If you don't like that methodology - there's another one called "one mind" which is all about using your whole body to signal your dog where to go next - personally I'm not going there because I am not that co-ordinated. My dog needs to be able to ignore my flailing flappy running and do what I say - maybe with an arm wave but not to worry about where my feet and shoulders are pointing.

There's plenty of people on H360 that are not in classes every week. Tho quite a few of us gather in small groups to try stuff out.

Greg Derrett also has an online class or series of them. Find his website and join the email list.

Look for agility foundation, crate games, itsyerchoice, PNU and handling360 or H360 on youtube. There's lots of stuff puppies should be learning now as foundation.

To do the online courses you do need good internet. At least 4 units of download. Mbps? And if you want to load videos for feedback - a lot of patience or 4Mbps up as well.

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Bumping this thread back to life.

 

What are your goals for 2017?

 

My life has changed dramatically in the last 12 months and I plan to really focus on what I want for my agility this year. I am living on my own and no longer have a full set of equipment to use, but I am lucky enough to have the freedom to set up what I want at club.

 

I am running Whip again and it had been a huge learning curve for me. He didn't have the same foundation work as my others and was taught to jump everything in extension. He had no comprehension of wrapping around an upright. We did the Silvia T foundation course last year and hr has improved heaps. Still a work in progress though and a priority for this year is to continue building on those skills.

 

Shock has a much higher level of skill than any of my other dogs. She is still in novice though so we never get to use any of it! Her seizures are still happening every 5-6weeks so they interfere with our trialling, but she loves her agility and I enjoy running her so we will continue training and trialling when we can :)

 

Boost has had a few runs in JD already but will start trialling properly in 2017. I am very happy with her weaves and contacts in training so it's time to put them to the test in a trial :) She is such a sensitive soul who needed time to grow up a bit so I've held back on her training. I feel she is ready now to step it up a bit and my aim is to get her to the same level as Shock this year. The foundations are there and now it's time to build on them.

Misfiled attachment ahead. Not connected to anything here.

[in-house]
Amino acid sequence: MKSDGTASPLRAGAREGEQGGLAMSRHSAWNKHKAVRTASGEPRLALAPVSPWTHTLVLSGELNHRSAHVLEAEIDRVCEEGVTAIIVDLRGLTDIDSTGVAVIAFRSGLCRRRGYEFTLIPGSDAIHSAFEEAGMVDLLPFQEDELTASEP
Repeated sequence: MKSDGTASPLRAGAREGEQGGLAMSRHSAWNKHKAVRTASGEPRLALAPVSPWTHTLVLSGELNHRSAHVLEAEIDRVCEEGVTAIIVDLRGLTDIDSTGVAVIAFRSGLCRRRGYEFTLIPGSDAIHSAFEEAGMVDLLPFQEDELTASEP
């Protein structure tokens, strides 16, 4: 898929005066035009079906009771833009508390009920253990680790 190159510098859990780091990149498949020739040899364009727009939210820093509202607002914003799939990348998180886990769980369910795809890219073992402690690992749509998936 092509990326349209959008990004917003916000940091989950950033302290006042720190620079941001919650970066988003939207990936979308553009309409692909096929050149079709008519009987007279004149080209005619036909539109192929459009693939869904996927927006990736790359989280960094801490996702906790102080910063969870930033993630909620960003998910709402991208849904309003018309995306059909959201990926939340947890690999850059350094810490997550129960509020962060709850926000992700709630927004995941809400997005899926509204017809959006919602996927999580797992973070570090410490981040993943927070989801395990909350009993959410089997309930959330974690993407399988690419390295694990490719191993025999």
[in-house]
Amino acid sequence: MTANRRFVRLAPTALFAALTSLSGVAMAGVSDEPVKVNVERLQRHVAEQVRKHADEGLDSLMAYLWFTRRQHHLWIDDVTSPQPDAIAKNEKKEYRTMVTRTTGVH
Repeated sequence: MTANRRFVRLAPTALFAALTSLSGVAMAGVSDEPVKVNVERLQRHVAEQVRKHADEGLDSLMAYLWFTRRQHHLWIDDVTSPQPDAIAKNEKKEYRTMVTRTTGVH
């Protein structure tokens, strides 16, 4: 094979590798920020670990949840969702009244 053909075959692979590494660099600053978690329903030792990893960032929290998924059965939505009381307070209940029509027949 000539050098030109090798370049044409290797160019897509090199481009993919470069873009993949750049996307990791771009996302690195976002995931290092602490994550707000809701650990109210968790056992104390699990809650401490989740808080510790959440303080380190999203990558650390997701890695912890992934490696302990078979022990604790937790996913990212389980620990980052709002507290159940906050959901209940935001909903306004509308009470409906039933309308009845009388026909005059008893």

Delta was retired late last year and Charlie only has an occasional run these days.

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Tassie   

My goals for 2017 are mainly in the areas of keeping the dogs fit and happy, continuing to try to improve my skills and Rory's, and having fun.  

 

Miss Kirra is retired, but al almost 15, still likes to have a little play when we're training - on low heights, since she doesn't see too well .. but she gets so happy it's worth doing little bits.

 

Had a scare with Rory last October, when he was not fully weight bearing on his left hind one day.   Both my vet and a rehab vet were of the opinion that he probably had a minor CCL tear, so we scheduled TTO surgery.   Had a few weeks wait because the vet was going to be away, so he was conservatively managed on anti inflammatories for that time.  My somewhat puzzled vet phoned me on surgery day to say that with Rory anaesthetized, there were no signs of cruciate ligament damage.  We decided to x ray anyway, given he's 8, to check the state of the joints.   The verdict was "beautiful knees", no signs of damage, and no signs of arthritic change in knees or hips.    (Thumbs up for conditioning and supplements.) Phew!      So I've been rehabbing him slowly over the summer break, and we're now ready to get back into some more serious training.   First trial down here is mid February, so that will give us an idea where we're at.

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Jess.   

Equipment Q - what kind of price do you put on second hand contact gear? 

 

I'm moving some club stuff on and while I don't want to give it away I also don't want it sitting around the shed for months either. Second hand sand coated full height dogwalk with training legs and a sand coated A-frame both in good condition.  We also have some old seesaws in varying heights - all sand coated as well.